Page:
Someone usually asks if I ever performed the work I’m writing about so I’ll talk about that: I always wanted to perform Israel in Egypt, but I never had the opportunity during my years with Orchestra Choruses. But I had the vocal score at-the-ready (Editions Novello) and was prepared to perform it whenever it was announced as part of the repertoire for the next choral season when I was a chorister in Norman Scribner’s Choral Arts Society of Washington or Dr Paul Traver’s University of Maryland Chorus or the San Francisco Symphony Chorus (Margaret Hillis and Vance George, Chorus Directors). This has been one of my favourite choral works for decades mainly because of all the choruses in the work.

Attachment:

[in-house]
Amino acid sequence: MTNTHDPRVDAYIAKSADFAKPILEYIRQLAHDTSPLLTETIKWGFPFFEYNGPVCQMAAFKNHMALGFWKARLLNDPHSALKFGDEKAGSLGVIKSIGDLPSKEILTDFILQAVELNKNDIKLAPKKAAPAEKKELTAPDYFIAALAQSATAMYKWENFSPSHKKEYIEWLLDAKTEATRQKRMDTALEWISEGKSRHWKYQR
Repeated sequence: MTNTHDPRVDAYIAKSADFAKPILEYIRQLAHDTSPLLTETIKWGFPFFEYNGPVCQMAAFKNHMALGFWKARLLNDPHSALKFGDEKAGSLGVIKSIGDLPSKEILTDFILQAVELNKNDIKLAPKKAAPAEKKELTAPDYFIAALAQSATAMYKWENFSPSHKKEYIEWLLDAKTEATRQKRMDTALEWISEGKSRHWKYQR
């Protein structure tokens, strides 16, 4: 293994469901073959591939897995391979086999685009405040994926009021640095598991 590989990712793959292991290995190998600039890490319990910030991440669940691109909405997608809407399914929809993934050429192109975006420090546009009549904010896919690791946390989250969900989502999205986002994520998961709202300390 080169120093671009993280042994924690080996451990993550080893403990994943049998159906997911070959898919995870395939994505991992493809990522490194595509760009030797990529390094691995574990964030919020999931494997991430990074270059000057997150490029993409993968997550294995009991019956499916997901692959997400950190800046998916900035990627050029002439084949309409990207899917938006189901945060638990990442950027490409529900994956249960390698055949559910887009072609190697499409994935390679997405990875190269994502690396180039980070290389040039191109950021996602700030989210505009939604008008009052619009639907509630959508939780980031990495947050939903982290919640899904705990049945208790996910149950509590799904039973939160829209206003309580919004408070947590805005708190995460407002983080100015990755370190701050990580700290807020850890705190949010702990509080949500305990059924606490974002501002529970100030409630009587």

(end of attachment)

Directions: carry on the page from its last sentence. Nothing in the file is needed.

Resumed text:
Thinking back on it now, I didn’t get to perform several of the symphonic choral works I really wanted to do, such as Mendelssohn’s Elias/Elijah. Well, we performed that at the Conservatory where I trained and I served as rehearsal piano accompanist for that, but I wanted to perform it with a major Orchestra Chorus in the Kennedy Center or in San Francisco’s Davies Symphony Hall. But that didn’t happen, and that’s the way that goes sometimes. I also didn’t have the opportunity to perform another favourite which I was also prepared for, Belshazzar’s Feast by William Walton. A chorister can be waiting around for years waiting for one of their favourite choral works to come along again in the repertoire and finally be selected by the Chorus Director or orchestral management. Or, one will hear from other choristers, “We just did that a couple of seasons ago.” Translation: So we won’t be doing it again soon (for maybe 5-10 years). With the exception of course being the — what has become — ubiquitous and perfunctory performances of Händel’s Messiah as well as Beethoven’s Ninth. The latter ends every season at the Tanglewood Music Festival.